The long, backed benches on which congregants in many traditional churches sit originated around the time of the Protestant Reforemation. They came to be called "pews" from the Old French "puy", meaning balcony or elevated seat. It is no coincidence that the origin of the pew coincides with the rise of the lengthy Protestant sermon. Before this, there was no common public seating in many churches; Catholic masses did not require it.
Yet with more time in church families started buying long benches to sit on. They were property, privately owned, often crafted to individual specification, and sometimes enclosed. These last were called box pews and endured through the mid-19th century did away with that construction because of its tendency to encourage very non-religious activity in the church.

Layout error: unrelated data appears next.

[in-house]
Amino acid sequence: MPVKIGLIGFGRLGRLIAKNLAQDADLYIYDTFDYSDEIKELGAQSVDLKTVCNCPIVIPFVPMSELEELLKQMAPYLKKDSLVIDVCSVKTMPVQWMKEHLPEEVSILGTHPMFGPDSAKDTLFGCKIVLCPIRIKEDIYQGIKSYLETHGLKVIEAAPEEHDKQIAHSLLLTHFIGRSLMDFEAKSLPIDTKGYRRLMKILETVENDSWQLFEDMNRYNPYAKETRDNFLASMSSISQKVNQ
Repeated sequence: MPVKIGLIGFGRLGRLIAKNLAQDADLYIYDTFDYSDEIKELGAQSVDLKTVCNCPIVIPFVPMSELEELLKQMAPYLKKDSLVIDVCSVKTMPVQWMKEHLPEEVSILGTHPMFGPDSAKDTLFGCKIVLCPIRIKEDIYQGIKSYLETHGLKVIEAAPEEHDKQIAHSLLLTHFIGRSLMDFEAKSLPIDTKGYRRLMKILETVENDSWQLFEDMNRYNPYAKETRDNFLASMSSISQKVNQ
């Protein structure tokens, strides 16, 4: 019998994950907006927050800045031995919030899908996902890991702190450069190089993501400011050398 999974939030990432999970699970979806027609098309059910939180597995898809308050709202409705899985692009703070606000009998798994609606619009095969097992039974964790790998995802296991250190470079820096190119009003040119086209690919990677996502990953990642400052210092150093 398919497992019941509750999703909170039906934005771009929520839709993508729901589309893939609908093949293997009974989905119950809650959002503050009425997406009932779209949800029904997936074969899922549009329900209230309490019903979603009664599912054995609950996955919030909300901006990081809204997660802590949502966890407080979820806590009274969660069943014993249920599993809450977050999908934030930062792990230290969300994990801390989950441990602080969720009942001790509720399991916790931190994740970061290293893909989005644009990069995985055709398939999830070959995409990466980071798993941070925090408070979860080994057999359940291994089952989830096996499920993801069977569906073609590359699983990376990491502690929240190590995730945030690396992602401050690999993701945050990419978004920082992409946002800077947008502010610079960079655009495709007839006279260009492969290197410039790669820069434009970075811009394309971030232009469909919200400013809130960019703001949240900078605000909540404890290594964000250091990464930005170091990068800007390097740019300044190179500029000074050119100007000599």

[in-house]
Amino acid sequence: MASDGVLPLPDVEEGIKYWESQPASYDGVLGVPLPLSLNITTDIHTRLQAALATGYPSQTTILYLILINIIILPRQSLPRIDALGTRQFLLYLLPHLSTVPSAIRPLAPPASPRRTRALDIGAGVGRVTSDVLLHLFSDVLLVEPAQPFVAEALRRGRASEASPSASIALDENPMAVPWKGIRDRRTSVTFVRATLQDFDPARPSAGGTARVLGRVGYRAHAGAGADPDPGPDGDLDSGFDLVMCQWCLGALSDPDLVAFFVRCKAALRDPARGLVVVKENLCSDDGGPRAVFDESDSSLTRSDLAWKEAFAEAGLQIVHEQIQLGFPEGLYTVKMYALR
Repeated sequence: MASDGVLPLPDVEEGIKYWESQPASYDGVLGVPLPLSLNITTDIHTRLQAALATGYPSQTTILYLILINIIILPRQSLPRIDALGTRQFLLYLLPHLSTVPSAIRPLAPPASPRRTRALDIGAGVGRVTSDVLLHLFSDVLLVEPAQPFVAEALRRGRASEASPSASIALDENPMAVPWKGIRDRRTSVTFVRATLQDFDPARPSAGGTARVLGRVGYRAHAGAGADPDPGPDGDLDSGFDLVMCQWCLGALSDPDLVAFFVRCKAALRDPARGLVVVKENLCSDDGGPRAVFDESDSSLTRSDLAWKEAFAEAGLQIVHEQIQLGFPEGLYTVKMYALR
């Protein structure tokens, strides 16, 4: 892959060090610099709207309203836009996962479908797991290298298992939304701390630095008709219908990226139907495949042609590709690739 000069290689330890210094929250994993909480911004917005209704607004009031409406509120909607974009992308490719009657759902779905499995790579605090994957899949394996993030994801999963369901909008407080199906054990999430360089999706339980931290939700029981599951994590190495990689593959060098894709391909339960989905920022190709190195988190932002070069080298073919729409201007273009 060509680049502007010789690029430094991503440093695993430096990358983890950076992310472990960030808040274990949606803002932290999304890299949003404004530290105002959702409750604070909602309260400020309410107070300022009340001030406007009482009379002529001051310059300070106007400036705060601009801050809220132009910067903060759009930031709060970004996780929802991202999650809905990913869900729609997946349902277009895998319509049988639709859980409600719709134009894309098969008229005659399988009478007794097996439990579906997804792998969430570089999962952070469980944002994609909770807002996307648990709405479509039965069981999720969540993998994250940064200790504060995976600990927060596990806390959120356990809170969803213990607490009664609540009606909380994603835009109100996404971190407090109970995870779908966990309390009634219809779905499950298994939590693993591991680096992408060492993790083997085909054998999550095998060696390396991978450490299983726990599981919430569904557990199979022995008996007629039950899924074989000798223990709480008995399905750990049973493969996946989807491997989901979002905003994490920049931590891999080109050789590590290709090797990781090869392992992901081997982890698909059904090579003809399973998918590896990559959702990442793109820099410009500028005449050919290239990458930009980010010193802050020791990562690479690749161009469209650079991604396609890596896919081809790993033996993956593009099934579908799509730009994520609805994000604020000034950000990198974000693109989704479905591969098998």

Today pews provide common, public, free and shared seating for millions of congregants.